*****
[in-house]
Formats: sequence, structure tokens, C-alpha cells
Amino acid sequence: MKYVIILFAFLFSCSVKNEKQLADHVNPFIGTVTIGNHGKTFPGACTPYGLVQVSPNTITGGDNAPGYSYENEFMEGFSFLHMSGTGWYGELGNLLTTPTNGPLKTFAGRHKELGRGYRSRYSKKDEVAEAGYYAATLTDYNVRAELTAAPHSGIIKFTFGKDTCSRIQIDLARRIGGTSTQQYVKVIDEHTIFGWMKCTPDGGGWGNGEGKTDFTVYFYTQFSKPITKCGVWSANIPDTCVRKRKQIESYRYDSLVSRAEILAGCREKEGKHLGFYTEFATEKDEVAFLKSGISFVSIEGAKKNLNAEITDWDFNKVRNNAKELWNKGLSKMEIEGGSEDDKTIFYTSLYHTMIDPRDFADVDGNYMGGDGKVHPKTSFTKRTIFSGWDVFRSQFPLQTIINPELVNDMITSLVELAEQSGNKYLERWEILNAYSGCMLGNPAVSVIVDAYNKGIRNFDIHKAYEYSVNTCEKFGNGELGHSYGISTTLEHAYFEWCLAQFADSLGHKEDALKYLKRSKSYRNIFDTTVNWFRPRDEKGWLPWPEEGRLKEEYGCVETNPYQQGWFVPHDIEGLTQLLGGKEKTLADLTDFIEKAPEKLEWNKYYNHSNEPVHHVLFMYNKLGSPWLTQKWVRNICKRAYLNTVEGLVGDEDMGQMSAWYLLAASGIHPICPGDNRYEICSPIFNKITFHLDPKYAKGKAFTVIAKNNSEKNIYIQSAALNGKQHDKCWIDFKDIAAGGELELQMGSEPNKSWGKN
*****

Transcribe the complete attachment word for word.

[in-house]
Formats: sequence, structure tokens, C-alpha cells
Amino acid sequence: MKYVIILFAFLFSCSVKNEKQLADHVNPFIGTVTIGNHGKTFPGACTPYGLVQVSPNTITGGDNAPGYSYENEFMEGFSFLHMSGTGWYGELGNLLTTPTNGPLKTFAGRHKELGRGYRSRYSKKDEVAEAGYYAATLTDYNVRAELTAAPHSGIIKFTFGKDTCSRIQIDLARRIGGTSTQQYVKVIDEHTIFGWMKCTPDGGGWGNGEGKTDFTVYFYTQFSKPITKCGVWSANIPDTCVRKRKQIESYRYDSLVSRAEILAGCREKEGKHLGFYTEFATEKDEVAFLKSGISFVSIEGAKKNLNAEITDWDFNKVRNNAKELWNKGLSKMEIEGGSEDDKTIFYTSLYHTMIDPRDFADVDGNYMGGDGKVHPKTSFTKRTIFSGWDVFRSQFPLQTIINPELVNDMITSLVELAEQSGNKYLERWEILNAYSGCMLGNPAVSVIVDAYNKGIRNFDIHKAYEYSVNTCEKFGNGELGHSYGISTTLEHAYFEWCLAQFADSLGHKEDALKYLKRSKSYRNIFDTTVNWFRPRDEKGWLPWPEEGRLKEEYGCVETNPYQQGWFVPHDIEGLTQLLGGKEKTLADLTDFIEKAPEKLEWNKYYNHSNEPVHHVLFMYNKLGSPWLTQKWVRNICKRAYLNTVEGLVGDEDMGQMSAWYLLAASGIHPICPGDNRYEICSPIFNKITFHLDPKYAKGKAFTVIAKNNSEKNIYIQSAALNGKQHDKCWIDFKDIAAGGELELQMGSEPNKSWGKN